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1
Deploying New
Web Technologies
Brian Kelly Email Address
UK Web Focus B.Kelly@ukoln.ac.uk
UKOLN URL
University of Bath h...
2
Contents
• Background
• Web Developments:
• Data Formats
• Transport
• Addressing
• Metadata
• Deployment Issues
• Quest...
3
Web and Standardisation
W3C
•Produces W3C
Recommendations on
Web protocols
•Managed approach to
developments
•Protocols ...
4
The Web Vision
Tim Berners-Lee's (and W3C's) vision for the
Web:
• Evolvability is critical
• Automation of information ...
5
Web Protocols
Web initially based on three
simple protocols:
• Data Formats
HTML (HyperText Markup
Language) provides th...
6
HTML History
HTML 1.0 Unpublished specification.
HTML 2.0 Spec. based on innovations from NCSA
(forms and inline images!...
7
HTML 4.0, CSS 2.0 and DOM
HTML 4.0 used in conjunction with CSS 2.0
(Cascading Style Sheets) and the DOM provides an
arc...
8
HTML Limitations
HTML 4.0 / CSS 2.0 have limitations:
• Difficulties in introducing new elements
– Time-consuming standa...
9
XML
XML:
• Extensible Markup Language
• A lightweight SGML designed for network use
• Addresses HTML's lack of evolvabil...
10
XML Deployment
Ariadne issue 14 has an
article on "What Is XML?"
Describes how XML
support can be provided:
• Natively ...
11
XLink, XPointer and XSL
XLink will provide sophisticated
hyperlinking missing in HTML:
• Links that lead user to multip...
12
Addressing
URLs (e.g. http://www.bristol-
poly.ac.uk/depts/music/latest.html)
have limitations:
• Lack of long-term per...
13
Addressing - Solutions
DOIs (Document Object Identifiers):
• Proposed by publishing industry as a solution
• Aimed at s...
14
Transport
HTTP/0.9 and HTTP/1.0:
 Design flaws and implementation problems
HTTP/1.1:
 Addresses some of these problem...
15
Metadata
Metadata - the missing architectural component
from the initial implementation
of the web
Metadata / RDF
PICS,...
16
Metadata Examples
DSig (Digital Signatures initiative):
• Key component for providing trust on the web
• DSig 2.0 will ...
17
RDF
RDF (Resource Description Framework):
• Highlight of WWW 7 conference
• Provides a metadata framework ("machine
und...
18
Browser Support for RDF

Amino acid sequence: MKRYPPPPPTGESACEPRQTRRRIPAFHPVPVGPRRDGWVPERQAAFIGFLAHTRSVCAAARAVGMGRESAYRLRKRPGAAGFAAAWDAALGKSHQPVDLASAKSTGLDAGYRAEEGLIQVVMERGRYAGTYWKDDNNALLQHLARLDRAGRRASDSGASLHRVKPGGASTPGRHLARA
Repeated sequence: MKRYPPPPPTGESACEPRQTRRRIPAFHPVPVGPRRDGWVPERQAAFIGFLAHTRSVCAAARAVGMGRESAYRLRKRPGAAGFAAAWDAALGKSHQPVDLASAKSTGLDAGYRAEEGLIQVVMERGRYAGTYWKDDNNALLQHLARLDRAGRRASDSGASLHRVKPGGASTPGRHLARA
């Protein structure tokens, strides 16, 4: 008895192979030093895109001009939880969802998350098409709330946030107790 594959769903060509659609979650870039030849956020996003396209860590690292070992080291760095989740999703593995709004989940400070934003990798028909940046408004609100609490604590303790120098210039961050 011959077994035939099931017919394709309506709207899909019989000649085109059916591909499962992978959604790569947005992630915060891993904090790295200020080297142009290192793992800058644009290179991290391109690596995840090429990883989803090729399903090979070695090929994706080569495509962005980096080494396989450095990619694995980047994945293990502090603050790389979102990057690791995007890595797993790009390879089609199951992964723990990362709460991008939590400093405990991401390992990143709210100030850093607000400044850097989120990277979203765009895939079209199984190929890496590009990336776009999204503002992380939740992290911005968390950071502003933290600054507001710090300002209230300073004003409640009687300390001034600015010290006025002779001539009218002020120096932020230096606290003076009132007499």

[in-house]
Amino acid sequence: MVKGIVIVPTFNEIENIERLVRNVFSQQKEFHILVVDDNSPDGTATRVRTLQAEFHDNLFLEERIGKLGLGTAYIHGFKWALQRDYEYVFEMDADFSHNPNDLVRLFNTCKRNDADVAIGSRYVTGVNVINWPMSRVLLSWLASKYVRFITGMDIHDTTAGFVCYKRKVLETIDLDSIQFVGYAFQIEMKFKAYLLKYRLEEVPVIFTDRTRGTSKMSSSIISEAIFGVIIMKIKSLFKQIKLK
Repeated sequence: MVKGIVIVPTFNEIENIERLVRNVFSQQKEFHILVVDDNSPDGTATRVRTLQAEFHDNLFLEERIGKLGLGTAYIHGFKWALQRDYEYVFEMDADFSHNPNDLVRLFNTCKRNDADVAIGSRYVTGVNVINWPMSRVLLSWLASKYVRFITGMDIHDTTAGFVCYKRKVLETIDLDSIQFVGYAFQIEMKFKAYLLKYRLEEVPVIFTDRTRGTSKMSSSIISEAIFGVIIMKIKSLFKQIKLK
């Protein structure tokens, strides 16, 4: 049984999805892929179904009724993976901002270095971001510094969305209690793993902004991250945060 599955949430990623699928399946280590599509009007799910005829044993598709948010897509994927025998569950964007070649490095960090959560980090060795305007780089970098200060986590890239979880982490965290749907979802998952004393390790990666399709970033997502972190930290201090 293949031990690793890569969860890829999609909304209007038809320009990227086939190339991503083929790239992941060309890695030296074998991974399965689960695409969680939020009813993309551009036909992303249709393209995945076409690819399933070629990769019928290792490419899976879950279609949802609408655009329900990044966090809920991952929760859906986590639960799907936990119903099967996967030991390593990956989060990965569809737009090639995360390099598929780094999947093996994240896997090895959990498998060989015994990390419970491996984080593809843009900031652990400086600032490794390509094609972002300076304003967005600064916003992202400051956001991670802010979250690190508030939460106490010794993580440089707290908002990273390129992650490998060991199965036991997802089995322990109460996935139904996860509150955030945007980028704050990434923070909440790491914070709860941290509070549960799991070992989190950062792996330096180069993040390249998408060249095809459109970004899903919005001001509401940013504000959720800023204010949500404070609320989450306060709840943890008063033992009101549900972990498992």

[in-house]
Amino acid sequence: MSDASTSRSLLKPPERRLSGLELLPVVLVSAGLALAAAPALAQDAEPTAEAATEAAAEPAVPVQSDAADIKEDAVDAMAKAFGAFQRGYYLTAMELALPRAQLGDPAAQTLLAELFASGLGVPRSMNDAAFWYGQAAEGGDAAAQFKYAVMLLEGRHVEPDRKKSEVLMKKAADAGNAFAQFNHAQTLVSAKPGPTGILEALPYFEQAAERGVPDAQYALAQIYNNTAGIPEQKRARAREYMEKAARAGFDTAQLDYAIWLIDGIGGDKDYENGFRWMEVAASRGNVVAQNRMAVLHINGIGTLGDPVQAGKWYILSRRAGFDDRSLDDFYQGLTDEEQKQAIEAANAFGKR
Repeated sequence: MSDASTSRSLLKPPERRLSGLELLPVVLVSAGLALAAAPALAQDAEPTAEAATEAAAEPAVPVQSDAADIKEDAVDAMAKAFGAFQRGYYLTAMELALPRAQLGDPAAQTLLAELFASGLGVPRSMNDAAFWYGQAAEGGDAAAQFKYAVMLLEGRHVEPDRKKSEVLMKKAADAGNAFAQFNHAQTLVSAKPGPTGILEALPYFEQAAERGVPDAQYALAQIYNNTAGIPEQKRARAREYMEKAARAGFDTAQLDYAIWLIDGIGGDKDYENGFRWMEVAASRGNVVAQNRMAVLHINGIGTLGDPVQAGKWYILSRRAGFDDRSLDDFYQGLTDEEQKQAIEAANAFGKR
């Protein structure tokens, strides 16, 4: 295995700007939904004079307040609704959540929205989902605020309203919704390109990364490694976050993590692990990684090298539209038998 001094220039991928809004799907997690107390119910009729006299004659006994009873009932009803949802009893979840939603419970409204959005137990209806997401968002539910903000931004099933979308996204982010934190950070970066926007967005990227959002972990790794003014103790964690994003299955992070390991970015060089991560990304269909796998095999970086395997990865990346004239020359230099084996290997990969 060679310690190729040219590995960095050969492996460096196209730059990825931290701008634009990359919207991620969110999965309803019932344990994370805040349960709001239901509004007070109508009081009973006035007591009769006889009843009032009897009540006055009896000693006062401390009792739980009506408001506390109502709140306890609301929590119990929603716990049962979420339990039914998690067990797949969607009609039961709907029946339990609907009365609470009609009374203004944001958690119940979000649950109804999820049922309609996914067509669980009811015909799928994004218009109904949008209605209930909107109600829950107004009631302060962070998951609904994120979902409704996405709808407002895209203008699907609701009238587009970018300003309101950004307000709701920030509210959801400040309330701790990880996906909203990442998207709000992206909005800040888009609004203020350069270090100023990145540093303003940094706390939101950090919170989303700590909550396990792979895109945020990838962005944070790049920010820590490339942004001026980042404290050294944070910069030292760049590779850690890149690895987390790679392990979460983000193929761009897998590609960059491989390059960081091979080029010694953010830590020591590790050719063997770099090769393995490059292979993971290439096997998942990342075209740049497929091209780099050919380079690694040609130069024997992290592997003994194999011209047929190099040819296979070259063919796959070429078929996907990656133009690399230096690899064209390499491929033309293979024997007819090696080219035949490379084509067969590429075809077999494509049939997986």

Mozilla (Netscape's
source code release)
provides support for
RDF.
Mozilla supports site
maps i...
19
Deployment Issues
Various interesting new technologies have
been outlined
How can they be deployed in our environment?
...
20
Ignore New Developments
We can chose to ignore new developments,
and continue to use HTML 3.2:
 Safe option, with no n...
21
Fully Accept New Developments
Can chose to more fully to, say, HTML 4.0 and
CSS 2.0:
 Can be exciting to be at leading...
22
Implement "Safe" Solutions
An alternative is to use "safe" technologies
which are backwards compatible and avoid
major ...
23
Decision Time
Which would you opt for?
Stick with current technologies
Cheap, default option. Continuation of
performan...
24
An Alternative
An alternative approach to deploying new
technologies is available:
• Use more intelligent server-side s...
25
Intelligent Server Software
Simple model:
• Server receives request for resource
• Server delivers resource to client
M...
26
Portion of CSS file for IE
Total 797 lines
W3C CSS Gallery
W3C have a link to a core
style sampler service.
The service...
27
Java Intermediaries
Netscape and Internet
Explorer don't support
MathML
Who cares? MathML
Java renderers are
available
...
28
Deploying URNs
Problem
Today's browsers can't process URNs, such as:
urn:doi:10.1000/1
Possible Solution
• A separate p...
29
Intermediaries
Intermediaries:
• Enable new functionality to be introduced to the
web without extending the client or t...
30
Web Applications
An Example
• We're familiar with HTML
validation services
(e.g. HENSA mirror)
• We can "go there" and ...